The Government has confirmed that the demise of the tax disc will coincide with a range of new rules. To clarify, from October 1st 2014 no vehicle will be required to display a disc in its windscreen. Even valid discs that expire (say) in January 2015 will be superfluous. Why the change? Because discs are simply receipts that can be checked by the police to ensure vehicles are taxed. This is no longer necessary as compliance is enforced via a computer-based database. The Government has also revealed that motorists will be able to pay by direct debit annually, six-monthly or monthly. Those that pay by instalments will incur a five percent surcharge and payments will continue until cancelled. However, there will be some people that cannot pay in this manner such as those with first registration vehicles, in fleet schemes and with HGVs (paying the Road User Levy). And there will be more changes. Motorists that sell cars privately will no longer be entitled to offer the "unexpired tax" incentive that adds value. Why? Because the absence of discs could make it easier for sellers to misrepresent how much tax is remaining. So, sellers will have to claim refunds for remaining months from the DVLA. Buyers will then re-tax online, at post offices, or via the phone before taking to the road.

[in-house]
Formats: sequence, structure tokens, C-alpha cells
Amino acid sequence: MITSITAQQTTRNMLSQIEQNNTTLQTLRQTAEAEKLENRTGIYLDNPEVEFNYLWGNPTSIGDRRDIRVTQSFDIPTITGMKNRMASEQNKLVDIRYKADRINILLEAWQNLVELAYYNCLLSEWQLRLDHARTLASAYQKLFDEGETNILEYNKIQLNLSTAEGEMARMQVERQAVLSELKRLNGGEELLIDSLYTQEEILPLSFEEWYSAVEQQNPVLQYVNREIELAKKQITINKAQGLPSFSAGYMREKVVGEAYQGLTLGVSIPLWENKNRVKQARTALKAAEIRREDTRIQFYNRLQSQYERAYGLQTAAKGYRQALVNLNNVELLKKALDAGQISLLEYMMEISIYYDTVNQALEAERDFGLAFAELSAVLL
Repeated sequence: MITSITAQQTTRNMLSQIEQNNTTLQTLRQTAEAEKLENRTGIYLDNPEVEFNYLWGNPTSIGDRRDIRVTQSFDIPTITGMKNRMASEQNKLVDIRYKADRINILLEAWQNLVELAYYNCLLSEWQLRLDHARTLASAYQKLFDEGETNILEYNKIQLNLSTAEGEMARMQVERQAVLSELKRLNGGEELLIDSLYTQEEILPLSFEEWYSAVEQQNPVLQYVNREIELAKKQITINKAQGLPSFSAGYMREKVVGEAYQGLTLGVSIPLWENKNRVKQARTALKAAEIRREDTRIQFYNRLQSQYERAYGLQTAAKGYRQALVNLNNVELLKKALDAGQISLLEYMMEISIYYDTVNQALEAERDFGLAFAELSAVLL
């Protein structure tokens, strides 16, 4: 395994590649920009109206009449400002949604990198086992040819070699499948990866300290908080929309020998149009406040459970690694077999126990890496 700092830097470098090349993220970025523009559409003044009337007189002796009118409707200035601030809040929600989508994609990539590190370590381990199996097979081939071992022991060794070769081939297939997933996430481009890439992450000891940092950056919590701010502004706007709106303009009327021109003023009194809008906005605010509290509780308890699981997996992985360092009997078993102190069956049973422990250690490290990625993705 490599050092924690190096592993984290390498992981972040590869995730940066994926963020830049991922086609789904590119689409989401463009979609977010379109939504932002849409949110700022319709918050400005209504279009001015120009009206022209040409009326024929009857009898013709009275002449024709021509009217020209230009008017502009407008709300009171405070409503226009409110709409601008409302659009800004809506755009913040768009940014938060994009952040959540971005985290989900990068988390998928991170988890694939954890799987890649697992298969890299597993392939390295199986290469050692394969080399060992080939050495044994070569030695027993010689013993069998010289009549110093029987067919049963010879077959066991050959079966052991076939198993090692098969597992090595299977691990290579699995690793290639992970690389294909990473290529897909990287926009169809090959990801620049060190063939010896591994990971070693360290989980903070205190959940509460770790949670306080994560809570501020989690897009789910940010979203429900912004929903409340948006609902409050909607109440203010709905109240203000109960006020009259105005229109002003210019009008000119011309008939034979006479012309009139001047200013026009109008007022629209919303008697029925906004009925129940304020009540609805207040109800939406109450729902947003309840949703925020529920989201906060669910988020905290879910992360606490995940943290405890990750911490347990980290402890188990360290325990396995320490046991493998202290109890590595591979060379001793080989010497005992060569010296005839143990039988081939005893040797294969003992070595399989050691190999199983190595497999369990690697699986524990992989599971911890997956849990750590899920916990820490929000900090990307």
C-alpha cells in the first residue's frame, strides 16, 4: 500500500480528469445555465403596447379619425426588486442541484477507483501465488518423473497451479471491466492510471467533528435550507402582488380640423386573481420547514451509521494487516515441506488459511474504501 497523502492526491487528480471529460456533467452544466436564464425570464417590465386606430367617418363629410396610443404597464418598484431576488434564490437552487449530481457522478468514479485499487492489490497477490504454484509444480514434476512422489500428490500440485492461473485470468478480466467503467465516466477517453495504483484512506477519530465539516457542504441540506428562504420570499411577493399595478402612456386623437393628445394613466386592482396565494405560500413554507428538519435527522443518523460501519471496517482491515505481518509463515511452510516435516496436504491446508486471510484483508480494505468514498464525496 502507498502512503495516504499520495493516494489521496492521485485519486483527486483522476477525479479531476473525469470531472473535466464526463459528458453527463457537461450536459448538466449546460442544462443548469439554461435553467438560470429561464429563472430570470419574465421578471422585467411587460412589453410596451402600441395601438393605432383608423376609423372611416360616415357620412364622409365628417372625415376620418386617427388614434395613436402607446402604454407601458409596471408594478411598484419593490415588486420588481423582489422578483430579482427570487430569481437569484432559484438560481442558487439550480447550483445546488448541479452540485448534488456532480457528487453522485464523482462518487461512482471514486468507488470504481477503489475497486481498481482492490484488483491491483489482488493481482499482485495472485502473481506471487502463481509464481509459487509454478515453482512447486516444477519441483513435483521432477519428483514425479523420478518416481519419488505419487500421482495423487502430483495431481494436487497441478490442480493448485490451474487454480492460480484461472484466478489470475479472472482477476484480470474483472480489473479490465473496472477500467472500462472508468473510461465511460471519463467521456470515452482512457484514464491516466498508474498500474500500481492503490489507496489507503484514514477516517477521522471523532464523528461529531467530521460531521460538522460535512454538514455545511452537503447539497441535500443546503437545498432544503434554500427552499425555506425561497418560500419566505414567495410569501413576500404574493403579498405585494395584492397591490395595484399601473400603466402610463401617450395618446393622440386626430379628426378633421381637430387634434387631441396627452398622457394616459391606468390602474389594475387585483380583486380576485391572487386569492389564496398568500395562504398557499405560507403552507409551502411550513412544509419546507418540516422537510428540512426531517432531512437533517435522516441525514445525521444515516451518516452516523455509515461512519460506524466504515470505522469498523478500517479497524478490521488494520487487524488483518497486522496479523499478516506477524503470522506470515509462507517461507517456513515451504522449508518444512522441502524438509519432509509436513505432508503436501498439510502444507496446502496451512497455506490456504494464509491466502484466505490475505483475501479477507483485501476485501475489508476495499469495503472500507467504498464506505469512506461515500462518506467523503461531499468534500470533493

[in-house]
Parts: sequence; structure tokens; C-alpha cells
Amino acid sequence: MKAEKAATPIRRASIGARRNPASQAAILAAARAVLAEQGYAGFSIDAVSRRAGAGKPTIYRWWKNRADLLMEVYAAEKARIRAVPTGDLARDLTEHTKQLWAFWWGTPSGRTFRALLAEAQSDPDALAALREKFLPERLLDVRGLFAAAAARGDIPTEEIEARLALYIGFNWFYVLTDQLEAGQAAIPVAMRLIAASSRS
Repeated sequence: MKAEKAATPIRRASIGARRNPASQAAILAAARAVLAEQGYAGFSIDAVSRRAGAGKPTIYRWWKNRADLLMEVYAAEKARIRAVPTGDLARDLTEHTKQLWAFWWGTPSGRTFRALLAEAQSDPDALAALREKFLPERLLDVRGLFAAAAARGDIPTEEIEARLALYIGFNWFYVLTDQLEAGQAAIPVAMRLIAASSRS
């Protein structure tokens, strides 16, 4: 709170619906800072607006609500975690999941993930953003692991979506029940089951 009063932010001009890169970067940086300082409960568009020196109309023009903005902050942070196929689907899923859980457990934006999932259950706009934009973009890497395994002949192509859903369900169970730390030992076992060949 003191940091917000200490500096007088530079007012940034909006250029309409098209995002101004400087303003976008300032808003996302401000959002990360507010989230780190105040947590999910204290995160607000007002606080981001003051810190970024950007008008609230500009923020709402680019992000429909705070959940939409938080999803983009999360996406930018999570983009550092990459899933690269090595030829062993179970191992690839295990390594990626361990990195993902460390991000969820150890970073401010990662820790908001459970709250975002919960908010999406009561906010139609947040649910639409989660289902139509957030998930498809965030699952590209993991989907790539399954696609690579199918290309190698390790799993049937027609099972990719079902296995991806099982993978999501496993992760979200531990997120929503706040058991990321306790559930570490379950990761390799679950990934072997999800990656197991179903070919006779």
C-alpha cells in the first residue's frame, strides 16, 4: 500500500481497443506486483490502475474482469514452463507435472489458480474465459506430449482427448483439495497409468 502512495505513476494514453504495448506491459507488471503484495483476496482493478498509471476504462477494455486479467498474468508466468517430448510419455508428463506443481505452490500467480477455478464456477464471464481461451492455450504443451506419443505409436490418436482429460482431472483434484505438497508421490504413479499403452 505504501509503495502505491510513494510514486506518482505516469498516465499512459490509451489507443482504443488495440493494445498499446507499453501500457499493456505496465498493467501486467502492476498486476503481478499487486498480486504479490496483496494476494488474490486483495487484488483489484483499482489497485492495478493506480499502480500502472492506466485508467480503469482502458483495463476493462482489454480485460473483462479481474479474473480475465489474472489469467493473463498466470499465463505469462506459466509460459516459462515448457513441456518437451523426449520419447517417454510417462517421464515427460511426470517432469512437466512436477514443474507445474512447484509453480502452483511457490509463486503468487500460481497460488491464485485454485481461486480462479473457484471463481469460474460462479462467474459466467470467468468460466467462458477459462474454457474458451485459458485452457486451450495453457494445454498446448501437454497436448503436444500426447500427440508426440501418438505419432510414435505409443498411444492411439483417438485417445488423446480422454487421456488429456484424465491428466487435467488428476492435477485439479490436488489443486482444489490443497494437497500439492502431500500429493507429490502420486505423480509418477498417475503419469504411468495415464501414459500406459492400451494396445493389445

History Of The Tax Disc In The United Kingdom
The first tax disc appeared in 1921 as a circular piece of paper with a grey background and black markings. More colourful versions followed in 1923 which incorporated a vertical band of (say) green. These discs were not perforated so motorists had to cut them from their surroundings with scissors or craft knifes. Alternatively, some people folded the squares into a round shapes and shoehorned them into their mounts. Perforations followed in 1938 then vanished in 1942. They reappeared in 1952. This gap might have been caused by the destruction of the necessary equipment during World War 2. Furthermore, until this point every disc - irrespective of when it was issued &dash expired on December 31st. This was a nightmare for the issuers that were inundated with applications over festive periods. Mercifully, from 1961 drivers could pay for a twelve month disc at any point of the year. This coincided with rigorous anti-forging measures that included circular vignettes (designs), bands of colour plus the half-tone background.
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By Stephen Turvil
Mon, 10 Mar 2014